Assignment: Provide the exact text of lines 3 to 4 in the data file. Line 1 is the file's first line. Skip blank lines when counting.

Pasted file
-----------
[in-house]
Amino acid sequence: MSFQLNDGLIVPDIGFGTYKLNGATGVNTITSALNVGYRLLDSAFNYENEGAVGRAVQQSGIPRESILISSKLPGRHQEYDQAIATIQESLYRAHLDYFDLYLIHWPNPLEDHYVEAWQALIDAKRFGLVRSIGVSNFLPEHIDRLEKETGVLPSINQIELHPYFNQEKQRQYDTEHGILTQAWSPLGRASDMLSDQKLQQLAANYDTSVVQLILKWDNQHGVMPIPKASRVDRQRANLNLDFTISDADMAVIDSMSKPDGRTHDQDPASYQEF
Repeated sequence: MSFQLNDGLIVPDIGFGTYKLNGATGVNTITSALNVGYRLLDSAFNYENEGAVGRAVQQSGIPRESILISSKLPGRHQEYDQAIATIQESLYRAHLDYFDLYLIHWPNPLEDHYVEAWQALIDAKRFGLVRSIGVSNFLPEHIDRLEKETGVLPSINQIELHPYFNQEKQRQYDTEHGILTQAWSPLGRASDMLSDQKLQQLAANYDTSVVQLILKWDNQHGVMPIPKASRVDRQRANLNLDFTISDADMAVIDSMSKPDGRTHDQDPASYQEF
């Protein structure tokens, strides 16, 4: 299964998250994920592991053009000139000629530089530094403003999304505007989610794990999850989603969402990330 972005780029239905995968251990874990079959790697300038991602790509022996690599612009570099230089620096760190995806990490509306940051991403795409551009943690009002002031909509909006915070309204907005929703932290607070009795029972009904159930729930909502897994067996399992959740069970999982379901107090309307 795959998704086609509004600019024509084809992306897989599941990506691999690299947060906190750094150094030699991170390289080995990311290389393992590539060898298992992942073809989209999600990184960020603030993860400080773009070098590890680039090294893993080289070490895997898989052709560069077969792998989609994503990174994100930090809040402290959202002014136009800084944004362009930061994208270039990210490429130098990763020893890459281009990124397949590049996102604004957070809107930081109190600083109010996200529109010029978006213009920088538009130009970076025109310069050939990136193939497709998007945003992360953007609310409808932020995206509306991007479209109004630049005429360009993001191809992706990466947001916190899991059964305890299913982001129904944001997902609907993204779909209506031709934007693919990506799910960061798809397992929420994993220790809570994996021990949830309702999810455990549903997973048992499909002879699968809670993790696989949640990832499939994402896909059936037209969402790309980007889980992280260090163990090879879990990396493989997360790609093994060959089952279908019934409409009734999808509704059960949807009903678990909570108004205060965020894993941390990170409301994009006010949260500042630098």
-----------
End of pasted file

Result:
Repeated sequence: MSFQLNDGLIVPDIGFGTYKLNGATGVNTITSALNVGYRLLDSAFNYENEGAVGRAVQQSGIPRESILISSKLPGRHQEYDQAIATIQESLYRAHLDYFDLYLIHWPNPLEDHYVEAWQALIDAKRFGLVRSIGVSNFLPEHIDRLEKETGVLPSINQIELHPYFNQEKQRQYDTEHGILTQAWSPLGRASDMLSDQKLQQLAANYDTSVVQLILKWDNQHGVMPIPKASRVDRQRANLNLDFTISDADMAVIDSMSKPDGRTHDQDPASYQEF
């Protein structure tokens, strides 16, 4: 299964998250994920592991053009000139000629530089530094403003999304505007989610794990999850989603969402990330 972005780029239905995968251990874990079959790697300038991602790509022996690599612009570099230089620096760190995806990490509306940051991403795409551009943690009002002031909509909006915070309204907005929703932290607070009795029972009904159930729930909502897994067996399992959740069970999982379901107090309307 795959998704086609509004600019024509084809992306897989599941990506691999690299947060906190750094150094030699991170390289080995990311290389393992590539060898298992992942073809989209999600990184960020603030993860400080773009070098590890680039090294893993080289070490895997898989052709560069077969792998989609994503990174994100930090809040402290959202002014136009800084944004362009930061994208270039990210490429130098990763020893890459281009990124397949590049996102604004957070809107930081109190600083109010996200529109010029978006213009920088538009130009970076025109310069050939990136193939497709998007945003992360953007609310409808932020995206509306991007479209109004630049005429360009993001191809992706990466947001916190899991059964305890299913982001129904944001997902609907993204779909209506031709934007693919990506799910960061798809397992929420994993220790809570994996021990949830309702999810455990549903997973048992499909002879699968809670993790696989949640990832499939994402896909059936037209969402790309980007889980992280260090163990090879879990990396493989997360790609093994060959089952279908019934409409009734999808509704059960949807009903678990909570108004205060965020894993941390990170409301994009006010949260500042630098």